State Department of Public Instruction spokesman Chris Bucher said the agency "supports the wearing of masks by all staff and students" in Wisconsin schools, based on guidance outlined by DHS and the U.S. Centers for Disease Control and Prevention.

However, Bucher conceded it is up to local school boards to decide if they want to follow those public health guidelines.

District thanked

The response from Cameron area residents to ending the mask requirement has been overwhelmingly positive, with two or three times as many people thanking the district for making the decision as criticizing it, Lischisin said.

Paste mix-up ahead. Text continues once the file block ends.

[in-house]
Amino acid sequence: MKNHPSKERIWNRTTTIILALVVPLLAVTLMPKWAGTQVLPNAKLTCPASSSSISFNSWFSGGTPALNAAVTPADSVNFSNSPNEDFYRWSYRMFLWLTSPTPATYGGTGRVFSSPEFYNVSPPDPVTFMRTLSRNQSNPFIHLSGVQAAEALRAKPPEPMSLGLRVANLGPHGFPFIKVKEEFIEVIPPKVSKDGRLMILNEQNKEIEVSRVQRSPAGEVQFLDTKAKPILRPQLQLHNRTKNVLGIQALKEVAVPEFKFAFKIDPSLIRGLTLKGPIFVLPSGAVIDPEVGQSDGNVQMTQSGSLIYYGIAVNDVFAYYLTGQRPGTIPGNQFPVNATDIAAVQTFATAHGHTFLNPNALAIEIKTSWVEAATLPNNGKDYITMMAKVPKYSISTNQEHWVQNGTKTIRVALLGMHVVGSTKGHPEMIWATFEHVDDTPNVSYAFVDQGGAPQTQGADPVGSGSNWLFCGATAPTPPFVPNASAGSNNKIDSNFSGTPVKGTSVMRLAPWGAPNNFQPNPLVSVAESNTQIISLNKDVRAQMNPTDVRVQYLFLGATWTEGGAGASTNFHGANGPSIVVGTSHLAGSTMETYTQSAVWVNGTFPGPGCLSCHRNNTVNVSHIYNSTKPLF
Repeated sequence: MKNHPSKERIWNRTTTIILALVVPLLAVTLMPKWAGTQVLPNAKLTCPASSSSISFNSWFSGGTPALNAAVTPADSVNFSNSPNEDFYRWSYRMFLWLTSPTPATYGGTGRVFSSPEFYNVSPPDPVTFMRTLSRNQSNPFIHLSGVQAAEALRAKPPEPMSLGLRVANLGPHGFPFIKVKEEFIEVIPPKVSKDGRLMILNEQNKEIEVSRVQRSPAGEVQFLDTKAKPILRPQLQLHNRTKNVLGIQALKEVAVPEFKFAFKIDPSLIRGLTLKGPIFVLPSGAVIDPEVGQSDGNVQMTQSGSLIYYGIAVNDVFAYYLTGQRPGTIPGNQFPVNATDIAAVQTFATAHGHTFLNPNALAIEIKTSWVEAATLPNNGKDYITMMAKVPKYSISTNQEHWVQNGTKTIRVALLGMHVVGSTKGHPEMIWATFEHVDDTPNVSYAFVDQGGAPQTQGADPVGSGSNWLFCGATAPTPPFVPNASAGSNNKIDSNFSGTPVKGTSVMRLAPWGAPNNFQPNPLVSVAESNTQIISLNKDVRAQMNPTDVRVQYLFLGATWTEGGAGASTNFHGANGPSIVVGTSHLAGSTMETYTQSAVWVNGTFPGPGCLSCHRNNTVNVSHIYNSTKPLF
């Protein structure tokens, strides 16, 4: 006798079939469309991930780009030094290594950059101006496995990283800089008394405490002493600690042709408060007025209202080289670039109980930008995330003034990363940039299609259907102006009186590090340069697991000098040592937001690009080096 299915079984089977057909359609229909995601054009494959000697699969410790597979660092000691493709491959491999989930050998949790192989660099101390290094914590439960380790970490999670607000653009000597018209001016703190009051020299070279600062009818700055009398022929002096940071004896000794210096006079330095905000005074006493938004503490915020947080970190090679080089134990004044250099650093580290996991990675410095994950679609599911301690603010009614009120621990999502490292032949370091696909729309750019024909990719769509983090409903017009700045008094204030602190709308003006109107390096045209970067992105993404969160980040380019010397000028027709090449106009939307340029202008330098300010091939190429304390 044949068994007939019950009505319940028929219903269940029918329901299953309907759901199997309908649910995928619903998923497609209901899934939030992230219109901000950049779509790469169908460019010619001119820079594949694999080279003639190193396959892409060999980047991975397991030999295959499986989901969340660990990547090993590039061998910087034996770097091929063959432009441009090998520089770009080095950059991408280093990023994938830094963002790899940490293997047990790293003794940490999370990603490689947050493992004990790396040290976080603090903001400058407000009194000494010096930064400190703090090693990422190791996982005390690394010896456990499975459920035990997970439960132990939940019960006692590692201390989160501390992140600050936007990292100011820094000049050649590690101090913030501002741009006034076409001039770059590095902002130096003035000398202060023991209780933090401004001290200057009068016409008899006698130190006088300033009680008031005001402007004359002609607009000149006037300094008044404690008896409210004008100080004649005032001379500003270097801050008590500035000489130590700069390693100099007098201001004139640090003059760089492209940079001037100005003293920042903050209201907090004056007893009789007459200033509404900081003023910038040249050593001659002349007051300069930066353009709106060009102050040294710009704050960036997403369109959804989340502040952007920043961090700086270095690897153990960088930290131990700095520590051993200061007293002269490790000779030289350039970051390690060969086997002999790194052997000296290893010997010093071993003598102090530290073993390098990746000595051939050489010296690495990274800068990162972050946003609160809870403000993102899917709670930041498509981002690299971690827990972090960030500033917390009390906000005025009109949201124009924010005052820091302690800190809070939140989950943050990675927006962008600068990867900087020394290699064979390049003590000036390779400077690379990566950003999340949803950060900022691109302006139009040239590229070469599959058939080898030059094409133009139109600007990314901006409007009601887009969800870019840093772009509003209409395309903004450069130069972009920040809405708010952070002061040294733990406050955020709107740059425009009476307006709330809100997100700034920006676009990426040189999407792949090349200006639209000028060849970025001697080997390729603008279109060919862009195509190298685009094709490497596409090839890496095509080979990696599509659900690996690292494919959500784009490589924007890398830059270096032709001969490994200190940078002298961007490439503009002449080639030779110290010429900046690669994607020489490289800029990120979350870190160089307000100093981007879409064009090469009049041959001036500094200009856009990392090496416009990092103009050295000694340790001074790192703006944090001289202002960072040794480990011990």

While Lischisin recognizes the policy change will add anxiety for some students, he said it will reduce mental health concerns for many others by giving them the feeling of normalcy they have been craving.

The district will continue to do extra cleaning and attempt to maintain social distancing among students, he said.

Unity school district in Clark and Marathon counties also made face coverings optional as of March 31, according to a letter to families posted on the district website.

The district's revised COVID-19 plan indicates that masks generally are encouraged among students, although they will continue to be required for large group assemblies, in instances when social distancing cannot be followed, on school transportation and at interscholastic athletic events as defined by the Wisconsin Interscholastic Athletic Association or conference.

District employees will be required to wear face coverings until at least May 1, or after a majority of staff members are vaccinated.